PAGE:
Banks may refer to the Master Circular on Lending to Priority Sectors issued by Rural Planning and Credit Department.


Finance provided by the banks would not be eligible for refinance from Reserve Bank.


Banks should not grant finance for construction of buildings meant purely for Government/Semi-Government offices, including Municipal and Panchayat offices. However, banks may grant loans for activities, which will be refinanced by institutions like NABARD.

Projects undertaken by public sector entities which are not corporate bodies (i.e. public sector undertakings which are not registered under Companies Act or which are not Corporations established under the relevant statute) may not be financed by banks. Even in respect of projects undertaken by corporate bodies, as defined above, banks should satisfy themselves that the project is run on commercial lines and that bank finance is not in lieu of or to substitute budgetary resources envisaged for the project. The loan could, however, supplement budgetary resources if such supplementing was contemplated in the project design. Thus, in the case of a housing project, where the project is run on commercial lines, and the Government is interested in promoting the project either for the benefit of the weaker sections of the society or otherwise, and a part of the project cost is met by the Government through subsidies made available and/or contributions to the capital of the institutions taking up the project, the bank finance should be restricted to an amount arrived at after reducing from the total project cost the amount of subsidy/capital contribution receivable from the Government and any other resources proposed to be made available by the Government.

6.3 Banks had, in the past, sanctioned term loans to Corporations set up by Government like State Police Housing Corporation, for construction of residential quarters for allotment to employees where the loans were envisaged to be repaid out of budgetary allocations. As these projects cannot be considered to be run on commercial lines, it would not be in order for banks to grant loans to such projects.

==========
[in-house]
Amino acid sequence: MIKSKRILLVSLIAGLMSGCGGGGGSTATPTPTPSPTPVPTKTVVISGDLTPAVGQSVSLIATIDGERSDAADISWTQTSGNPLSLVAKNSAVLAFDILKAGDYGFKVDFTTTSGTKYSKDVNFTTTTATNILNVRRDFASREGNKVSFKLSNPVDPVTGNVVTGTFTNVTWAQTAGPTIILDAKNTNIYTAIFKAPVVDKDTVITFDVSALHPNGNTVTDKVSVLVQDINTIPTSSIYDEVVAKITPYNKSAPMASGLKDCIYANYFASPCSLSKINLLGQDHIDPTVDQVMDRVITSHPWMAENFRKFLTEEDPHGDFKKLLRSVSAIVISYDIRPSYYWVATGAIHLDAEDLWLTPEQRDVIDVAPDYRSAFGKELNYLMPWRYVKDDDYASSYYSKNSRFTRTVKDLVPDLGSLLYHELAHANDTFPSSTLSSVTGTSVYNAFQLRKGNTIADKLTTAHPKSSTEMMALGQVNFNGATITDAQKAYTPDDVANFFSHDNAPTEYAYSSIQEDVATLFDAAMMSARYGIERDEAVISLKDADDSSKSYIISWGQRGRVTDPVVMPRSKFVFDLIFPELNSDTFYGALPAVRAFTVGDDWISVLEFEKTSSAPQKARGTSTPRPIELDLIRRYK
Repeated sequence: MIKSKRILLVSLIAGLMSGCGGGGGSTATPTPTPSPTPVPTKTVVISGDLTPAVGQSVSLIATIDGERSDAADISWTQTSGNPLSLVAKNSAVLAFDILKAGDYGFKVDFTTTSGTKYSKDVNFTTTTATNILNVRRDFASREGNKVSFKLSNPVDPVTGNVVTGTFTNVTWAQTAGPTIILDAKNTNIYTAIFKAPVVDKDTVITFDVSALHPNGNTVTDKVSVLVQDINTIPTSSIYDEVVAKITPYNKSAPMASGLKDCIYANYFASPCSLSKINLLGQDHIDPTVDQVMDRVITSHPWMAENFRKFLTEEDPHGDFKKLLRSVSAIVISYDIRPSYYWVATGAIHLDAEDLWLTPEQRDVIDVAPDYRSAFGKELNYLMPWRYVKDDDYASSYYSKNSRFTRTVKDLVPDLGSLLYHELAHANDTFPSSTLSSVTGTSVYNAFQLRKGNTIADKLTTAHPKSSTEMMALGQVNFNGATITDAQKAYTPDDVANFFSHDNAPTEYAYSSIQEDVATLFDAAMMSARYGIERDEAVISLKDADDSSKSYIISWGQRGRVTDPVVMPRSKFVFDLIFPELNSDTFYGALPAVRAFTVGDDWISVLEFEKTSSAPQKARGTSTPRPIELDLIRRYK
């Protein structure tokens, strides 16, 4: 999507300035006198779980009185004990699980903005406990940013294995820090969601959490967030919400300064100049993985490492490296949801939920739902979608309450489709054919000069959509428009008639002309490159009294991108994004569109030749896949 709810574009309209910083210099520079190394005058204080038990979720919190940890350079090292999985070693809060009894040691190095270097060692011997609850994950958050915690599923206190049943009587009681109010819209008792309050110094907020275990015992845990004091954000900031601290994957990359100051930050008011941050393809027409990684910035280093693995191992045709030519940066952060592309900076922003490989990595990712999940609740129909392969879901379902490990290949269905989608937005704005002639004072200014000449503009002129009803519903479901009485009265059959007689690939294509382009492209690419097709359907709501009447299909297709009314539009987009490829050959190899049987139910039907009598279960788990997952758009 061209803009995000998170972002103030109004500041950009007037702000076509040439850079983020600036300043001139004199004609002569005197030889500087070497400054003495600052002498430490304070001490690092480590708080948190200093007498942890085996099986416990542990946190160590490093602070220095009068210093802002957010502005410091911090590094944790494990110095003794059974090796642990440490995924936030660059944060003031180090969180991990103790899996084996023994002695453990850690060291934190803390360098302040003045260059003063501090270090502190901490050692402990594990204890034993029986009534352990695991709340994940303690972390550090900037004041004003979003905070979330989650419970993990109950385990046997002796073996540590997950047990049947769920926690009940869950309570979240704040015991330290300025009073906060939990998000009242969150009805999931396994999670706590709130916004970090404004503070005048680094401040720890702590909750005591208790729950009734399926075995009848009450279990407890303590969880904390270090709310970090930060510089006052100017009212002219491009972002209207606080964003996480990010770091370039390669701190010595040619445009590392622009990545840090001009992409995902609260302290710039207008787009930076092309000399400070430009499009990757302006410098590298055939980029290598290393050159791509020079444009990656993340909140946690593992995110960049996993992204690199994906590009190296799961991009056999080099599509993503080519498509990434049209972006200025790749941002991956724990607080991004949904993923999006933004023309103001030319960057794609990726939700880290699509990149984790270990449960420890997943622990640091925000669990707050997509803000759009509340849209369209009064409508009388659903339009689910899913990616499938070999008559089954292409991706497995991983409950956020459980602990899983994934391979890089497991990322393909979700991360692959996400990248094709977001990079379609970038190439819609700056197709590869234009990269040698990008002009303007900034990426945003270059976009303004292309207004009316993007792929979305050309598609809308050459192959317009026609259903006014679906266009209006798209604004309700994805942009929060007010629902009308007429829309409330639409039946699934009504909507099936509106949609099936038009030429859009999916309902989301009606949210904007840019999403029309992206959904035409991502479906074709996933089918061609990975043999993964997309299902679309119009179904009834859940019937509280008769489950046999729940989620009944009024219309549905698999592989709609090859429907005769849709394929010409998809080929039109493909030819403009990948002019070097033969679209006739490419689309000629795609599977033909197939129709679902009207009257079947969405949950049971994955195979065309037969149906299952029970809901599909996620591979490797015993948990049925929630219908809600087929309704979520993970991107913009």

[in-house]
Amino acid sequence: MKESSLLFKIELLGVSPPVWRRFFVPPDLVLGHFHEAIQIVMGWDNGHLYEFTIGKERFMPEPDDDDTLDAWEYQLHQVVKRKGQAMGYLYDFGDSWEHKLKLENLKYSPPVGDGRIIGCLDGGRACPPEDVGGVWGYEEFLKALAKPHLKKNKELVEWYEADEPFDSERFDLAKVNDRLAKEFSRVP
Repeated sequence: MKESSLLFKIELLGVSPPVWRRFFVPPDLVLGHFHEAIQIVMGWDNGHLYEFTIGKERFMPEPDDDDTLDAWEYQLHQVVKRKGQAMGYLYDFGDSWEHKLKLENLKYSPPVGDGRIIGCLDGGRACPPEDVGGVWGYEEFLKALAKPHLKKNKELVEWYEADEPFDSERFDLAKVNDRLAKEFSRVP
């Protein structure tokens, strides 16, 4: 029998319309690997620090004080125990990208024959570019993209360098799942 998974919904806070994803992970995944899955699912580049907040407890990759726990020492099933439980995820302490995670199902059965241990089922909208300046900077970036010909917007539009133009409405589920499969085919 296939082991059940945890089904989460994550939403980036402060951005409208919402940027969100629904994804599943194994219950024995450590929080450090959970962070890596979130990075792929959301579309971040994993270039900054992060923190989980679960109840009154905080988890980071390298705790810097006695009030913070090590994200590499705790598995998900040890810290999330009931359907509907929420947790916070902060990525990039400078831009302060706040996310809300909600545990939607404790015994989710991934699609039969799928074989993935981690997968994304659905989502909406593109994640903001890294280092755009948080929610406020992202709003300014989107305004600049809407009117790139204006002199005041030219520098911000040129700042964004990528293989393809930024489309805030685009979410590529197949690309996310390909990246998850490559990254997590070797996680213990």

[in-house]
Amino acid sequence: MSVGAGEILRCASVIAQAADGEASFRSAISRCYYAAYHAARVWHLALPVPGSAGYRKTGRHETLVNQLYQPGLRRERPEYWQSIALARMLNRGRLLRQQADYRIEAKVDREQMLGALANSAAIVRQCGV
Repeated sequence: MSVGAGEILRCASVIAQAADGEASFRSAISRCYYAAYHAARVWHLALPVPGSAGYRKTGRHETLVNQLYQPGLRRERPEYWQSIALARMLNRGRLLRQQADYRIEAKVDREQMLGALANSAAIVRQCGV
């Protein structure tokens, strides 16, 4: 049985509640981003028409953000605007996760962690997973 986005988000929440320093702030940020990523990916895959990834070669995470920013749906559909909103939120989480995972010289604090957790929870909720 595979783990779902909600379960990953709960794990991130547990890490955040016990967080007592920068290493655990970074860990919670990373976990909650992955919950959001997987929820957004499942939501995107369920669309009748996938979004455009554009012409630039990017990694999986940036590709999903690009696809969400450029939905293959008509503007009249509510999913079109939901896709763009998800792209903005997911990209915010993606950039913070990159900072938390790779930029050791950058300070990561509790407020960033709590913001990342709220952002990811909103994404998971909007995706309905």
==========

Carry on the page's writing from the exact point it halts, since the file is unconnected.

Banks should compile the data relating to Housing Finance at half-yearly intervals on the lines of format given in Annexure 1 and keep it ready for being made available to the bank’s internal inspectors/RBI’s inspectors.

For the purpose of monitoring the macro-level performance of the commercial banks in disbursement of housing finance banks should submit, on a quarterly basis, details of disbursements made by them towards housing finance to Department of Banking Supervision, RBI, Central Office, World Trade Centre, Cuffe Parade, Mumbai 400 005, as per the format given in Annexure 2 within 20 days from the close of the respective quarter.

Housing loans taken over from other banks should not be included in the quarterly statement as disbursements.


In view of the priority accorded to the development of housing as also to achieve greater professionalism, there is a need for establishment of specialised branches at certain centres exclusively to cater to housing finance. It is the intention that a housing finance branch should be established in each district. But this can be brought about gradually based on the policies and perceptions for greater involvement of commercial banks in the housing sector.

Since the housing finance is a new concept to banks, initially the opening of such specialised branches may be restricted to semi-urban/urban areas and the number of such branches to be allowed will depend on the size and spread of the bank. Requests for this kind of branch in rural area will also be considered where there is a clear need and assured viability. While formulating their proposals, banks may, therefore, keep in view the following aspects for consideration:

The housing finance branch of a bank should be in any of the districts for which the bank has lead responsibility or, in the case of banks having very nominal lead responsibility, in districts where they have a large presence.

Banks should avoid opening of such housing finance branches at metropolitan centres which are served by quite a few specialised housing finance companies like HDFC or housing finance subsidiaries of the commercial banks.

8.2.3 The housing finance branches may be set up in areas where there is a concentration of branches of the same bank designated to handle housing finance business so that the expertise available in the specialised branch could be used for servicing the other designated branches.

While formulating their proposals, banks should, as far as possible, give preference to smaller urban and semi-urban centres where there is enough potential for opening of such branches.

The proposals should cover all the states to ensure a wider geographical dispersion of housing finance branches.